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Development Projects

By supplying high-quality seeds, sharing knowledge and providing intensive guidance, we aim to help growers in developing countries to evolve personally and professionally, to improve their income and to stimulate vegetable consumption. We do so in two ways: through public-private partnerships, and through our Committee for Development Cooperation.

Committee for Development Cooperation

The Rijk Zwaan Committee for Development Cooperation is involved in development work, with a focus on sharing our knowledge about vegetable farming. We work together with local organisations to provide technical advice and support to farmers and growers in developing countries. Our aim is to stimulate vegetable consumption within families and communities, and to help farmers to improve their income position.

Projects are currently under way in Gambia, Guatemala, Haiti, Peru and Tanzania. In Guatemala we support a horticultural college, where colleagues regularly share their knowledge. Besides that, we help growers there to gain access to microcredit. 

Are you interested in the development projects and initiatives we support? Have a look at our latest magazine and watch the videos for some personal stories. 

Download COS magazine

Boosting vegetable consumption Peru

The Aprodes Foundation

Watch the video

Public-private partnerships

Rijk Zwaan is involved in various public-private partnerships (PPPs) as a knowledge partner. In Tanzania, for example, we collaborate with the Dutch government, Wageningen University & Research and East-West Seeds within the SEVIA project. Additionally in Tanzania, we are working together with other partners within an Amsterdam Initiative against Malnutrition (AIM) project called ‘Vegetables for all’.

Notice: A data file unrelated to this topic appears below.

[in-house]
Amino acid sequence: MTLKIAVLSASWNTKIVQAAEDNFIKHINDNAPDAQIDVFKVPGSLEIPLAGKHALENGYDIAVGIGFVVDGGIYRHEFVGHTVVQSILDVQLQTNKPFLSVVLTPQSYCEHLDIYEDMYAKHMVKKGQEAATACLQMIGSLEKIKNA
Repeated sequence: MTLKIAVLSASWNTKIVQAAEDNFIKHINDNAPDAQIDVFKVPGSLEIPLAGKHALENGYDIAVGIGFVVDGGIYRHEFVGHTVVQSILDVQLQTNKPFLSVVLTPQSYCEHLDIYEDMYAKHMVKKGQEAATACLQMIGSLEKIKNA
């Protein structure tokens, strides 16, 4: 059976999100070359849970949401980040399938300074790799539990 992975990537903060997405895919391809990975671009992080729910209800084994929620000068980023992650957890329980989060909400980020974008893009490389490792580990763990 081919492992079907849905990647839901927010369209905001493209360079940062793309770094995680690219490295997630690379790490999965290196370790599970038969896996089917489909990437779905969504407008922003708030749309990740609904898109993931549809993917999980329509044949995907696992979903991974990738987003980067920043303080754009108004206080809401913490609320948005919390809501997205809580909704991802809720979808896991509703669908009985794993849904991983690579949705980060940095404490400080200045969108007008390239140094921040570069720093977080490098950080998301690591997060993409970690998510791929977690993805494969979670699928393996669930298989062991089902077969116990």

SEVIA stands for 'Seeds of Expertise for the Vegetable Industry of Africa'. This project is aimed at professionalising vegetable production in Tanzania and improving growers’ incomes. We achieve these aims by sharing knowledge with the growers and letting them see for themselves the effect of better production techniques on their crops. The SEVIA approach is based on ‘seeing is believing’.

'Focus on more than just the seeds'

Elijah Mwashayenyi tells his story about SEVIA

Read his story

AIM’s ‘Vegetables for all’ project in northern Tanzania was launched in 2009 as a partnership between organisations including Rijk Zwaan, Rabobank Foundation, Wageningen University & Research, the Tanzanian Horticulture Association and GAIN. This project aimed at stimulating vegetable consumption within families, by improving the quality of both fresh and dried vegetables, by strengthening the vegetable chain and by creating awareness about healthy eating. The ultimate goal of this development project was to tackle malnutrition, especially among children and other vulnerable groups of people.